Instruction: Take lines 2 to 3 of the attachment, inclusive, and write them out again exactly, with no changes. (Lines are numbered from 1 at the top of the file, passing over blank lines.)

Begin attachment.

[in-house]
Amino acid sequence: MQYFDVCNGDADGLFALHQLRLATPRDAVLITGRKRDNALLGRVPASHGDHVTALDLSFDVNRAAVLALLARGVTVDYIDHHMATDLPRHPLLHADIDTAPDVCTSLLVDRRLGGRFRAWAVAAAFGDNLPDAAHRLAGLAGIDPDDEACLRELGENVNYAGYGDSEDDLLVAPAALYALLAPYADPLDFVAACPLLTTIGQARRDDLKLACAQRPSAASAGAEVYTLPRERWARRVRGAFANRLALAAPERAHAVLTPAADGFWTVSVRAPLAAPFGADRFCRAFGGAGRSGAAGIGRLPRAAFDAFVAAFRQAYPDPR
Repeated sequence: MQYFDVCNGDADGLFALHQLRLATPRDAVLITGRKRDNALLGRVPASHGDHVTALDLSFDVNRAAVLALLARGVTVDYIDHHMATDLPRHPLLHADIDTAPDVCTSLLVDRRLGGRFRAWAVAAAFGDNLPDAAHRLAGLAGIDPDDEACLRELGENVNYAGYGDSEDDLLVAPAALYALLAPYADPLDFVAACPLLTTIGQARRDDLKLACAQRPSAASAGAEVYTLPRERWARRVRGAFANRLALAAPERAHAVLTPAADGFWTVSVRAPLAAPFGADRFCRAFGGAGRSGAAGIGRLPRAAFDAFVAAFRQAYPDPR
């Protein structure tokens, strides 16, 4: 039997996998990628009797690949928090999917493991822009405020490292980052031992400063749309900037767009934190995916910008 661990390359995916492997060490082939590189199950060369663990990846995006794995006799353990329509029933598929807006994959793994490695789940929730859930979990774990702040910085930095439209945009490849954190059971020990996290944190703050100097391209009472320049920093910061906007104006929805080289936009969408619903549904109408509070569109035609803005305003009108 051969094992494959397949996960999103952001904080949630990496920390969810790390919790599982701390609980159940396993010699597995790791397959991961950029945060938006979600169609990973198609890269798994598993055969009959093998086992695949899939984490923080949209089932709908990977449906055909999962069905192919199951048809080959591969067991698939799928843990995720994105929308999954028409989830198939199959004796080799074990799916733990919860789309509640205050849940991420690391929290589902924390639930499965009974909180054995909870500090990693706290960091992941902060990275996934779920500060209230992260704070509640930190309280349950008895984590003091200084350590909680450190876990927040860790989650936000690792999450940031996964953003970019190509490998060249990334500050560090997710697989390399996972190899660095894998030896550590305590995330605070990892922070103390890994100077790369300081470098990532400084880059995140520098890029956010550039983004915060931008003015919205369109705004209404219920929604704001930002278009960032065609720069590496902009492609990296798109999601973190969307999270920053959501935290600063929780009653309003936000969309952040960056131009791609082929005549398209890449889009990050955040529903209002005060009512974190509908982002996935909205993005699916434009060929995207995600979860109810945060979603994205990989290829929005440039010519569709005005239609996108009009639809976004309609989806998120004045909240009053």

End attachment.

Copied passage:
Amino acid sequence: MQYFDVCNGDADGLFALHQLRLATPRDAVLITGRKRDNALLGRVPASHGDHVTALDLSFDVNRAAVLALLARGVTVDYIDHHMATDLPRHPLLHADIDTAPDVCTSLLVDRRLGGRFRAWAVAAAFGDNLPDAAHRLAGLAGIDPDDEACLRELGENVNYAGYGDSEDDLLVAPAALYALLAPYADPLDFVAACPLLTTIGQARRDDLKLACAQRPSAASAGAEVYTLPRERWARRVRGAFANRLALAAPERAHAVLTPAADGFWTVSVRAPLAAPFGADRFCRAFGGAGRSGAAGIGRLPRAAFDAFVAAFRQAYPDPR
Repeated sequence: MQYFDVCNGDADGLFALHQLRLATPRDAVLITGRKRDNALLGRVPASHGDHVTALDLSFDVNRAAVLALLARGVTVDYIDHHMATDLPRHPLLHADIDTAPDVCTSLLVDRRLGGRFRAWAVAAAFGDNLPDAAHRLAGLAGIDPDDEACLRELGENVNYAGYGDSEDDLLVAPAALYALLAPYADPLDFVAACPLLTTIGQARRDDLKLACAQRPSAASAGAEVYTLPRERWARRVRGAFANRLALAAPERAHAVLTPAADGFWTVSVRAPLAAPFGADRFCRAFGGAGRSGAAGIGRLPRAAFDAFVAAFRQAYPDPR